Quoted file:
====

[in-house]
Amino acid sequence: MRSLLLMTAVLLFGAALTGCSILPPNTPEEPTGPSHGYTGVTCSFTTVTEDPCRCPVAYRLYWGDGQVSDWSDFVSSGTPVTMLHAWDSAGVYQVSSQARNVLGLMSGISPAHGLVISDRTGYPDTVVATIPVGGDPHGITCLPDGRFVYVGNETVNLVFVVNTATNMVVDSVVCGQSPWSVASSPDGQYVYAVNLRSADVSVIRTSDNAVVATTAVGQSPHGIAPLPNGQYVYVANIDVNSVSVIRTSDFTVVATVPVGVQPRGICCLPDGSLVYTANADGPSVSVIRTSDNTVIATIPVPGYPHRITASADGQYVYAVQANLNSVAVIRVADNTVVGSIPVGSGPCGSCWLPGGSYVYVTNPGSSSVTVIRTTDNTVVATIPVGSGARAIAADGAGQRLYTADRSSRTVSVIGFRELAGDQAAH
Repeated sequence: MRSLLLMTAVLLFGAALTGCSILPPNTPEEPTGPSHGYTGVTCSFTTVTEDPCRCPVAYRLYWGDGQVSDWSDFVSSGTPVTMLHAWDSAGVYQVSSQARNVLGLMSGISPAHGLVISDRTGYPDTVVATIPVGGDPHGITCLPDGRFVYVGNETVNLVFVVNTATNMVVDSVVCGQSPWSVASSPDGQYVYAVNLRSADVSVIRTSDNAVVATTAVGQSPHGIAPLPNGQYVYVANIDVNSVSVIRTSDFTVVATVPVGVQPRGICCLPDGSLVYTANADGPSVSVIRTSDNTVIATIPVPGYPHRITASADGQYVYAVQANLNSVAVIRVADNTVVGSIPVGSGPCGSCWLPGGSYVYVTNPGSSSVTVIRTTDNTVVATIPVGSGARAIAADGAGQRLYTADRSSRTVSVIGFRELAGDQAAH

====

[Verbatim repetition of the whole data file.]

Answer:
[in-house]
Amino acid sequence: MRSLLLMTAVLLFGAALTGCSILPPNTPEEPTGPSHGYTGVTCSFTTVTEDPCRCPVAYRLYWGDGQVSDWSDFVSSGTPVTMLHAWDSAGVYQVSSQARNVLGLMSGISPAHGLVISDRTGYPDTVVATIPVGGDPHGITCLPDGRFVYVGNETVNLVFVVNTATNMVVDSVVCGQSPWSVASSPDGQYVYAVNLRSADVSVIRTSDNAVVATTAVGQSPHGIAPLPNGQYVYVANIDVNSVSVIRTSDFTVVATVPVGVQPRGICCLPDGSLVYTANADGPSVSVIRTSDNTVIATIPVPGYPHRITASADGQYVYAVQANLNSVAVIRVADNTVVGSIPVGSGPCGSCWLPGGSYVYVTNPGSSSVTVIRTTDNTVVATIPVGSGARAIAADGAGQRLYTADRSSRTVSVIGFRELAGDQAAH
Repeated sequence: MRSLLLMTAVLLFGAALTGCSILPPNTPEEPTGPSHGYTGVTCSFTTVTEDPCRCPVAYRLYWGDGQVSDWSDFVSSGTPVTMLHAWDSAGVYQVSSQARNVLGLMSGISPAHGLVISDRTGYPDTVVATIPVGGDPHGITCLPDGRFVYVGNETVNLVFVVNTATNMVVDSVVCGQSPWSVASSPDGQYVYAVNLRSADVSVIRTSDNAVVATTAVGQSPHGIAPLPNGQYVYVANIDVNSVSVIRTSDFTVVATVPVGVQPRGICCLPDGSLVYTANADGPSVSVIRTSDNTVIATIPVPGYPHRITASADGQYVYAVQANLNSVAVIRVADNTVVGSIPVGSGPCGSCWLPGGSYVYVTNPGSSSVTVIRTTDNTVVATIPVGSGARAIAADGAGQRLYTADRSSRTVSVIGFRELAGDQAAH